Statistical process control in pcb production
Quality was born as metrological control of the product and this concept developed in the 90s as basis of the first versions of the certifiable ISO 9001 standard.
Over time, the quality standards have indicated not only economic opportunity to decrease the level of quality control, as "autopsy of pieces out of accepted tolerance", implementing logics that shifts the focus from product to process, with a preventive approach respecting the production.
Cistelaier has adopted statistical control of process variables since several years and the internal laboratory constantly monitors the trend of the main values through over 60 process analyses of which the trends and historical values of capacity are known.
This logic, similar to that used for the validation of special processes (ie processes for which the results of the process are not directly measurable), makes use of more advanced statistics than classical quality control, statistics focused on verifying the capacity of the process, as a statistical expression of the level of output with respect to the maximum tolerance required by the product specifications.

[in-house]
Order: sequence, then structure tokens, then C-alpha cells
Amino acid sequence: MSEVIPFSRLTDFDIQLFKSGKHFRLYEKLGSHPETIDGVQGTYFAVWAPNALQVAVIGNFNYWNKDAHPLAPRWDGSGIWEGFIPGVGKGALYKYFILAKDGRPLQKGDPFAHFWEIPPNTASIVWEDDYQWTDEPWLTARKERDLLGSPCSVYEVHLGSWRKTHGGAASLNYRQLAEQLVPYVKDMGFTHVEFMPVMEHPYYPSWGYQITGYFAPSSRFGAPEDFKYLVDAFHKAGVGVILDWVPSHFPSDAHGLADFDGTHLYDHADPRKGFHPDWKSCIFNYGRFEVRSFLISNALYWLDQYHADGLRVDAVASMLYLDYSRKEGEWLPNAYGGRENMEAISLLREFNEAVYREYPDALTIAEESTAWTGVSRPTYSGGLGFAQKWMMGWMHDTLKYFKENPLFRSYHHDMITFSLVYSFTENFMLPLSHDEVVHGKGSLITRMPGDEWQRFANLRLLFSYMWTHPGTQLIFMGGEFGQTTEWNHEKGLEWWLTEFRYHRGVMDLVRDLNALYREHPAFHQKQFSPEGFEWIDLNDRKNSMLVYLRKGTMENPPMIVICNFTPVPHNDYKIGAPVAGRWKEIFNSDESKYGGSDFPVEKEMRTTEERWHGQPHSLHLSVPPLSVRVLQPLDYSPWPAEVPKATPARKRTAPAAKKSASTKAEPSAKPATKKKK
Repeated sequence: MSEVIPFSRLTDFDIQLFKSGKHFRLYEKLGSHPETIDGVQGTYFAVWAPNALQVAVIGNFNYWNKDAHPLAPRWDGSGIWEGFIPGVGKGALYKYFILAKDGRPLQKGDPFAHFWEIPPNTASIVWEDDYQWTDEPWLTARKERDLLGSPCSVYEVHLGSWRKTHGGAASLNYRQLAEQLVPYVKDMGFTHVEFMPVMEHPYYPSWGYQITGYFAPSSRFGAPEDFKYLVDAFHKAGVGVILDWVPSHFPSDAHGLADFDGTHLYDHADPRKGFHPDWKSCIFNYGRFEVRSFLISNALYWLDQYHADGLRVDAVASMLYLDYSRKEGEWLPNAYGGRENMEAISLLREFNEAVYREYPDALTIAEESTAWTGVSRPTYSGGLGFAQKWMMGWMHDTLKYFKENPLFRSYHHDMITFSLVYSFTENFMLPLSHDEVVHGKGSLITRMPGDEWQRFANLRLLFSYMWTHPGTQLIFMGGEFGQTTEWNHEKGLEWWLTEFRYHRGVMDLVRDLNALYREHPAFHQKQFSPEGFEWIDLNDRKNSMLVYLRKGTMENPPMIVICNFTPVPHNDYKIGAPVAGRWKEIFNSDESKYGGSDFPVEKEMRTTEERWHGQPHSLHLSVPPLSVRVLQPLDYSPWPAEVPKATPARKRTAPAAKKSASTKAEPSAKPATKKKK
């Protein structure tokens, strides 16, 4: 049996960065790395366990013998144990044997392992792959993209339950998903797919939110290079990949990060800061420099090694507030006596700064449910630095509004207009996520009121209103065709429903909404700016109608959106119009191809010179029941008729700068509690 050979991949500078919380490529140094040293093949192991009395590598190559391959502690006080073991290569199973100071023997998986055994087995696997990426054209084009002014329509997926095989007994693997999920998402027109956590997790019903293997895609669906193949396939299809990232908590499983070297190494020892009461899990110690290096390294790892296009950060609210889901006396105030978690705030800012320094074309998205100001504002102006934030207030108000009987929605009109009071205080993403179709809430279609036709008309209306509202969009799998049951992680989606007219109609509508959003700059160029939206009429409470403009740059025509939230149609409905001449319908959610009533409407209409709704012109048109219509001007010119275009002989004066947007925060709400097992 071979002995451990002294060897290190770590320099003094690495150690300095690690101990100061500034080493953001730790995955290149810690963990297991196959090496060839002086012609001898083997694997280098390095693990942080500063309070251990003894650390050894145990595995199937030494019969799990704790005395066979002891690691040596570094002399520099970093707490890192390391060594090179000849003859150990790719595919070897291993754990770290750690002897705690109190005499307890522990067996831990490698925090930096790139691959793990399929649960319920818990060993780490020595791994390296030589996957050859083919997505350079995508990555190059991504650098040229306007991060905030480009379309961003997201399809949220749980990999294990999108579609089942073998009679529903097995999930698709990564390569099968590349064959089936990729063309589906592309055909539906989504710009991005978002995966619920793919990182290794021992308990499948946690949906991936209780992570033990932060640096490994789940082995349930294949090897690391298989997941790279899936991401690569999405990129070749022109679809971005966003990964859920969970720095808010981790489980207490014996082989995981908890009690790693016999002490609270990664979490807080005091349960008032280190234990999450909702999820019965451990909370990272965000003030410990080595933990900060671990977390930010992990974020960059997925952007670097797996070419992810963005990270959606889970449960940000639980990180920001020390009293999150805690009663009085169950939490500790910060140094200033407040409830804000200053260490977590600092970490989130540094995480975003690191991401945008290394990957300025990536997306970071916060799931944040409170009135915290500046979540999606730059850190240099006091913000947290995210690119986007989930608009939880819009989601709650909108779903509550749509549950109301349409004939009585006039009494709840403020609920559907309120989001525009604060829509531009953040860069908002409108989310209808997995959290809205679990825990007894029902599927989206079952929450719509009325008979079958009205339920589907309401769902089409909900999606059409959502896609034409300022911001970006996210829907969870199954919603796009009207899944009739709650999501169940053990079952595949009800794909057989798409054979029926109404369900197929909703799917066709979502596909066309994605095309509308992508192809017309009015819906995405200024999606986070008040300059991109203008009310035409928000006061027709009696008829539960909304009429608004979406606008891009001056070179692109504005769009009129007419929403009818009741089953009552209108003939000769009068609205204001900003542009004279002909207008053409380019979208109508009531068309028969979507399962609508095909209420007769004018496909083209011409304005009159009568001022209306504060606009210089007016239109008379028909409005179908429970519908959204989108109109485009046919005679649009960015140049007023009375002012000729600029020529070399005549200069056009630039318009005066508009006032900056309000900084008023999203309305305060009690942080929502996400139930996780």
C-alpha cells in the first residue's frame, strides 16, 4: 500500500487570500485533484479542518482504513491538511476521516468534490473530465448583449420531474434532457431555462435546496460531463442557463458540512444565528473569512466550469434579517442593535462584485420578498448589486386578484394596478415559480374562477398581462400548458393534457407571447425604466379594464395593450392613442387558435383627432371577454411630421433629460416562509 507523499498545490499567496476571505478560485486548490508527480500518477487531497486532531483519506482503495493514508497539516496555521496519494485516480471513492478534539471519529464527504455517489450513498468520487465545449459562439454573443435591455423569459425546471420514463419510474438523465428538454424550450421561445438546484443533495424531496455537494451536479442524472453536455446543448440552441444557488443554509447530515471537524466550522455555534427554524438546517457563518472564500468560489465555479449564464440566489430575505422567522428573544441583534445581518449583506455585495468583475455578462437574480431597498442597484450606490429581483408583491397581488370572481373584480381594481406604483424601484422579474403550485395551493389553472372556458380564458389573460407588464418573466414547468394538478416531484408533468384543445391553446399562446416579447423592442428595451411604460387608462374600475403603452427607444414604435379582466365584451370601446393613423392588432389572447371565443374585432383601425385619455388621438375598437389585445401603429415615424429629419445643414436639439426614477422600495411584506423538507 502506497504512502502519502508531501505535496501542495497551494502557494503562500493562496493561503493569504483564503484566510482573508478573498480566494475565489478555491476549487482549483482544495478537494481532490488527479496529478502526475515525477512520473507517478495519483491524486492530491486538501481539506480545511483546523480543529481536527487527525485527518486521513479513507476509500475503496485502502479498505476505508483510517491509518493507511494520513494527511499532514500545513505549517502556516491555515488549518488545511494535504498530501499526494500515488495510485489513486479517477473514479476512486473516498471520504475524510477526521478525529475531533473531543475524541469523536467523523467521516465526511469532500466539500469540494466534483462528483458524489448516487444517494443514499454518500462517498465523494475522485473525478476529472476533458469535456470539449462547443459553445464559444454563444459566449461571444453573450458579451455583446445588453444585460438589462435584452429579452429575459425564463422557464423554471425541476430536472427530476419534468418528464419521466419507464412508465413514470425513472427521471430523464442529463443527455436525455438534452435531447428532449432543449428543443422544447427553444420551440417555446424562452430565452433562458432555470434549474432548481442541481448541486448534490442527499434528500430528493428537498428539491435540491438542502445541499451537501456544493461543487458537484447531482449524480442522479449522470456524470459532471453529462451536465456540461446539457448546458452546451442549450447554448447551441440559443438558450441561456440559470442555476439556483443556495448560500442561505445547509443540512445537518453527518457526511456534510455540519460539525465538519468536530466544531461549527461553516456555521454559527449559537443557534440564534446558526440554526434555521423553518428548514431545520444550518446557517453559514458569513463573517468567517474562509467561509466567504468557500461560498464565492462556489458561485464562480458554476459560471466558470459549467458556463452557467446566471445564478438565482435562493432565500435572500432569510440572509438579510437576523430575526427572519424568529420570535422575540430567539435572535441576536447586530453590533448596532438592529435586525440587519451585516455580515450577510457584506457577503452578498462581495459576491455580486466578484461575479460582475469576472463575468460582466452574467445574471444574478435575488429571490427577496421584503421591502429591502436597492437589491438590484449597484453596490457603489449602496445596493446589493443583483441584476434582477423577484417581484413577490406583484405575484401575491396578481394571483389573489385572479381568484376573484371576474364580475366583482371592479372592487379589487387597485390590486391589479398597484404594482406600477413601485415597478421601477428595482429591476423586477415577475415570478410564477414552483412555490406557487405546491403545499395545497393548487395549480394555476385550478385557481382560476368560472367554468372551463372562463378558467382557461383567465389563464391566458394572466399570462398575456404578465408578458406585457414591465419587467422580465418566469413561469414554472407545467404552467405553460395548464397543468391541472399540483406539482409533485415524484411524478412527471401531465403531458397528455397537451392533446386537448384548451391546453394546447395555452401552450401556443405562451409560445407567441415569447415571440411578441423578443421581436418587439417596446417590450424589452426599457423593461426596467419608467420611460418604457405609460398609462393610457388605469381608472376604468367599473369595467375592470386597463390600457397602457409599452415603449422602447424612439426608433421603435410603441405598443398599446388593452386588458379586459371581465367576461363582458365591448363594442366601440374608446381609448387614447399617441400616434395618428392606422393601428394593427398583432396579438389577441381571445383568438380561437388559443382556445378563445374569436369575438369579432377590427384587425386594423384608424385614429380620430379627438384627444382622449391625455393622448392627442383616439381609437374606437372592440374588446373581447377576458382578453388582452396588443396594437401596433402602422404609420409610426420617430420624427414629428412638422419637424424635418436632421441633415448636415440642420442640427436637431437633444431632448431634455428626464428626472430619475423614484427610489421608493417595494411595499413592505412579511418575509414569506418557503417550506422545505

The studies are based on the normal or Gaussian distribution to verify if the values of the measured sample, applying the hypothesis of normality of the same, represent a process curve compatible with the tolerance range expected for this value.
In this way, unlike the classical measurement, which determines whether a series of values is within the given tolerance or not, the system will be able to express the probability with which the process values will be part of the extremes of tolerance and to foresee the possible percentage of products not conforming to it.
Going into the field of statistics, while wanting to maintain a popular approach, we can say that the indexes that represent and describe these behaviors are, in particular, Cp and Cpk.
Descriptively, we can define that Cp describes the width of the Gaussian around the average value, while that Cpk represents the centering of the process with respect to the extremes, always being Cpk ≤ Cp.
In the following example, two sets of values of 25 measures on a theoretical target of 1.5 ± 0.1 are represented.
It is possible to see how the two series of values, while both having 100% of the measurements within the tolerance, highlight process capabilities that are different from the expected measurement and how, for the second one, a percentage of rejected pieces is predictable.